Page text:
The impact of natural resources, human capital, and foreign direct investment on the ecological footprint: The case of the United States
Muhammad Wasif Zafar,
Syed Anees Haider Zaidi,
Naveed R. Khan,
Fujun Hou and
Syed Ali Ashiq Kirmani
Resources Policy, 2019, vol. 63, issue C, -
This study explores the effect of the amounts of natural resources, human capital, and foreign direct investment on the ecological footprint in the presence of energy consumption and economic growth using US data from 1970 to 2015. We use the Zivot-Andrews unit root method to check the stationary properties of data series, along with structural breaks and employ an Auto Regressive Distributive Lag (ARDL) model to estimate the short-run and long-run elasticities among the variables. Our findings suggest that economic growth and energy consumption have negative relationships with the ecological footprint. Natural resources and human capital are helpful in curtailing ecological footprint, as is foreign direct investment (FDI). The results of Granger causality show bidirectional causality between energy consumption and the ecological footprint and between economic growth and the ecological footprint, while unidirectional causality runs from natural resources to the ecological footprint and from human capital to natural resources. The US must attract more FDI and human capital from other countries to ensure that established companies and new firms can innovate swiftly in support of the quality of life and sustainable development.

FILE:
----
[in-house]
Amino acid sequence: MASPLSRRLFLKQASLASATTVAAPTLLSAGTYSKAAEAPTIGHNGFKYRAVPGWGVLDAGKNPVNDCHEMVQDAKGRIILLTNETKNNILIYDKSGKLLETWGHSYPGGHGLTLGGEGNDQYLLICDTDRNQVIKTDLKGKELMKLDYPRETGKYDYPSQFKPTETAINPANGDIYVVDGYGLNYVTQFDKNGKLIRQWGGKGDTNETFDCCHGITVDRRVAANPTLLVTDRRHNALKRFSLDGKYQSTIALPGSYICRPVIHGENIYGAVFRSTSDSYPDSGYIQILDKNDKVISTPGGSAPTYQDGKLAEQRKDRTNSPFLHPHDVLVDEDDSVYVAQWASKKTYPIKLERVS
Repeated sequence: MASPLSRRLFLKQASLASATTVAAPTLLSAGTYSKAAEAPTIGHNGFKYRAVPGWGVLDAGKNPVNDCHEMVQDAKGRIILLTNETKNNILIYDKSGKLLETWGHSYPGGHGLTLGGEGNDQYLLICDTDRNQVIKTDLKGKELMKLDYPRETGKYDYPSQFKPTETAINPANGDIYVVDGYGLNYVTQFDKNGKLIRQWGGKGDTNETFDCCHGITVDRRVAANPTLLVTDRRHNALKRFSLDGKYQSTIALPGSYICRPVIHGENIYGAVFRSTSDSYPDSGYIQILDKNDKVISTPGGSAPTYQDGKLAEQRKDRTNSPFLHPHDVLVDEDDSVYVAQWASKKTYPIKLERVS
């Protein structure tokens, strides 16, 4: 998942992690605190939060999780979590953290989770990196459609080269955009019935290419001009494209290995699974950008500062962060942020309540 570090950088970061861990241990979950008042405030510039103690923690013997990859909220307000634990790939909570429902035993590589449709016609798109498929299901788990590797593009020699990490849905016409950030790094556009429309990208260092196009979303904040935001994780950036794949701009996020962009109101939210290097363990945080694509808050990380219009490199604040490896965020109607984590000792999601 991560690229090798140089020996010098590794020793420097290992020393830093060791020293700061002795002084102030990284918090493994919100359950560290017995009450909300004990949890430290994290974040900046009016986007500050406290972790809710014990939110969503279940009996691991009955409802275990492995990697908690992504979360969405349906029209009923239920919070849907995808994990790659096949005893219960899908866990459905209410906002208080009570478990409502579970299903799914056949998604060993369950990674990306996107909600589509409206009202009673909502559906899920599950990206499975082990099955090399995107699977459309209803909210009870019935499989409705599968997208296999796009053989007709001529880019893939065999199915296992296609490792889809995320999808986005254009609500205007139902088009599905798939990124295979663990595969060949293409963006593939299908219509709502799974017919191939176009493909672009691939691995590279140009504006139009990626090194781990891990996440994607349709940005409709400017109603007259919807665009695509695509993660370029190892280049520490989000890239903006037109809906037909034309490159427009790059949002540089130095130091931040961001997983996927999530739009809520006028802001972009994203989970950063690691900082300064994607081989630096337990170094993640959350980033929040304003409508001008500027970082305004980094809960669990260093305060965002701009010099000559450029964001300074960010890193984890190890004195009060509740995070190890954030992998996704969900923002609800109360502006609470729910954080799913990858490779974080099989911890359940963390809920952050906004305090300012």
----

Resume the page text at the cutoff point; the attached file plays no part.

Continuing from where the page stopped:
Keywords: Natural resources abundance; Foreign direct investment; Human capital; Economic growth; Ecological footprint (search for similar items in EconPapers)
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Persistent link: https://EconPapers.repec.org/RePEc:eee:jrpoli:v:63:y:2019:i:c:13
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